Stapeley Grange Wildlife Centre

Otterly adorable! Orphaned baby otter starts year-long rehabilitation

An otter cub, just days old, is recovering at an RSPCA wildlife centre after being found all on her own with no mum nearby.

The little otter was found by a member of the public with her eyes still closed and suffering from hypothermia next to the Menai Strait, in Bangor, on Monday last week (1 October).

It is not known for certain why she was on her own, but it could be that she was separated from her mum because of flood waters, or her mum died after being hit by a vehicle.

She is now at the RSPCA’s Stapeley Grange Wildlife Centre, in Nantwich, Cheshire, where she will begin her rehabilitation in preparation to being returned to the wild - a process which can take around 12 months for such young otter cubs.

As she will be at the centre for a long time, she has affectionately been given a name - Bramble.

Staff at the centre are hand-feeding her five times a day. When Bramble has put on weight she will be introduced to little pieces of squashed trout to encourage her to feed on her own.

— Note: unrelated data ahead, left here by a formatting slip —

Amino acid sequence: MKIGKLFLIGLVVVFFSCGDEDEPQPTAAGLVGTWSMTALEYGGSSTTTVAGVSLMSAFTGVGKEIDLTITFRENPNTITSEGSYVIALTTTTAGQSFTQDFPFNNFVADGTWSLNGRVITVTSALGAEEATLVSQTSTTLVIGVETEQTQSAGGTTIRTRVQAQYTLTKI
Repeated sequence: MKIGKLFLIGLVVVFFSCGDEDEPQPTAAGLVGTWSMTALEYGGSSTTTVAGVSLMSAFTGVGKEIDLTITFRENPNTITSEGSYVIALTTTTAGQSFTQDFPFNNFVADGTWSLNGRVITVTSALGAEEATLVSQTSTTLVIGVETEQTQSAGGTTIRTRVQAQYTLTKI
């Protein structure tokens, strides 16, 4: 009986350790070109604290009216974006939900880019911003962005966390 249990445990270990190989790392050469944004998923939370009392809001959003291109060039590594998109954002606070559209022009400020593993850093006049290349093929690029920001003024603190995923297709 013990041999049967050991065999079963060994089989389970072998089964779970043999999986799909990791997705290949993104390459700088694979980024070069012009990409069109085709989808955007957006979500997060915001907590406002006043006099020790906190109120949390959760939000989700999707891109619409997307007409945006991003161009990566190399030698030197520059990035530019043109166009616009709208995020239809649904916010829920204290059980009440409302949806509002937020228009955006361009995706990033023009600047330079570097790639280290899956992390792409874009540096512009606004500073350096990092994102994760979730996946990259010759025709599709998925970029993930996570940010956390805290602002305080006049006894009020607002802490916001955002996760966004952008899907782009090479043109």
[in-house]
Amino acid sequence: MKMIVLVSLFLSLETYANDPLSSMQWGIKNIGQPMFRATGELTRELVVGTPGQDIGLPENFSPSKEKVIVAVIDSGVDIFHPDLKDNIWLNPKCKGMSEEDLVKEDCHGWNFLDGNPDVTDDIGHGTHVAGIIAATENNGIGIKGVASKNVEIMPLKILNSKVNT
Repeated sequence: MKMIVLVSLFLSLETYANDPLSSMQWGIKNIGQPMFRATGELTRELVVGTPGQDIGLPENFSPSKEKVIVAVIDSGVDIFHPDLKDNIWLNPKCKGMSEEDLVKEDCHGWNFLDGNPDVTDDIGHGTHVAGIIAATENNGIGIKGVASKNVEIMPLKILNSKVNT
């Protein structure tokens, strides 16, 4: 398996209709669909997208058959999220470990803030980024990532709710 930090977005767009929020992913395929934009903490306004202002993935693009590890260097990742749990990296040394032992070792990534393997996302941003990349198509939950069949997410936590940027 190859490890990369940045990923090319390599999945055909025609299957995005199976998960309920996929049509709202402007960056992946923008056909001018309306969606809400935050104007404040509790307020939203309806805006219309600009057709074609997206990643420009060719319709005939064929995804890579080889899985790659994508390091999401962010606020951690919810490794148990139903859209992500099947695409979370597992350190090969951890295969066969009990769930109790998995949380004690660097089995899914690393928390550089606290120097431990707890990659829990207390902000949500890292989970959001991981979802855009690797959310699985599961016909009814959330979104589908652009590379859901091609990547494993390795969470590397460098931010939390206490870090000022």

Lee Stewart, manager at Stapeley Grange, said: “Bramble is very sweet and she is feeding well. At the moment she is being bottle fed Royal Canin milk formula five times a day and we hope that very soon she will be able to start eating little pieces of trout.

“She does seem to enjoy being fed the milk and it is very cute to see her suckling on the bottle. We are monitoring her closely and she is doing well considering what she has been through but she has a long road ahead of here before she can go home.

“We try to get our otter cubs on to fish as soon as possible so we can limit the amount of human contact they have as it is very important to keep them wild during their time with us.

“It is always very exciting to have an otter cub with us as up until the 1970s they were struggling in the wild,” added Lee. “They weren’t safe from being hunted until 1978, at which point numbers were low, but over time their numbers have steadily started to rise and they have made a comeback in most counties in the UK. As a result we are seeing more being brought into RSPCA Stapeley.”

As otter cubs have a long rehabilitation, the cost of feeding them during their rehabilitation is high - Bramble’s food bill for the next year is likely to reach £1,500 - and that does not take into account the costs of her gradual release next year.

Anyone who would like to donate to Bramble’s food bill can do so online at

If you see an animal in distress you can ring the RSPCA’s 24-hour cruelty line on 0300 123 4999. For more advice on what to do if you encounter a wild animal that is injured, orphaned or in need of help, visit the RSPCA website on